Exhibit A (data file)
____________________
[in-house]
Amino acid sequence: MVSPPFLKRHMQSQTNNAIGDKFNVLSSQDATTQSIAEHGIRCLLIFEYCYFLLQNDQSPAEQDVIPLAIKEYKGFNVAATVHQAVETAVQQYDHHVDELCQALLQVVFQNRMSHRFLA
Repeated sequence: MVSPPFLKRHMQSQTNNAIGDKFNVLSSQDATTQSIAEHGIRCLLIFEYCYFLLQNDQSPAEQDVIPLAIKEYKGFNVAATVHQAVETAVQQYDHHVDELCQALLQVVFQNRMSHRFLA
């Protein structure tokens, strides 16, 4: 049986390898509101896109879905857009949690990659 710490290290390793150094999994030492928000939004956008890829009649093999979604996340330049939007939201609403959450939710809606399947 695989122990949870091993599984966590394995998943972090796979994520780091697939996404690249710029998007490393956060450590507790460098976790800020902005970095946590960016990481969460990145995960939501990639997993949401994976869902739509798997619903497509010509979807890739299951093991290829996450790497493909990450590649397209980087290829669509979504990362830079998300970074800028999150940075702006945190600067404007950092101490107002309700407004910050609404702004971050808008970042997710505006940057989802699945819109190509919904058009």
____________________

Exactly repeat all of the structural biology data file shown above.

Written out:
[in-house]
Amino acid sequence: MVSPPFLKRHMQSQTNNAIGDKFNVLSSQDATTQSIAEHGIRCLLIFEYCYFLLQNDQSPAEQDVIPLAIKEYKGFNVAATVHQAVETAVQQYDHHVDELCQALLQVVFQNRMSHRFLA
Repeated sequence: MVSPPFLKRHMQSQTNNAIGDKFNVLSSQDATTQSIAEHGIRCLLIFEYCYFLLQNDQSPAEQDVIPLAIKEYKGFNVAATVHQAVETAVQQYDHHVDELCQALLQVVFQNRMSHRFLA
């Protein structure tokens, strides 16, 4: 049986390898509101896109879905857009949690990659 710490290290390793150094999994030492928000939004956008890829009649093999979604996340330049939007939201609403959450939710809606399947 695989122990949870091993599984966590394995998943972090796979994520780091697939996404690249710029998007490393956060450590507790460098976790800020902005970095946590960016990481969460990145995960939501990639997993949401994976869902739509798997619903497509010509979807890739299951093991290829996450790497493909990450590649397209980087290829669509979504990362830079998300970074800028999150940075702006945190600067404007950092101490107002309700407004910050609404702004971050808008970042997710505006940057989802699945819109190509919904058009």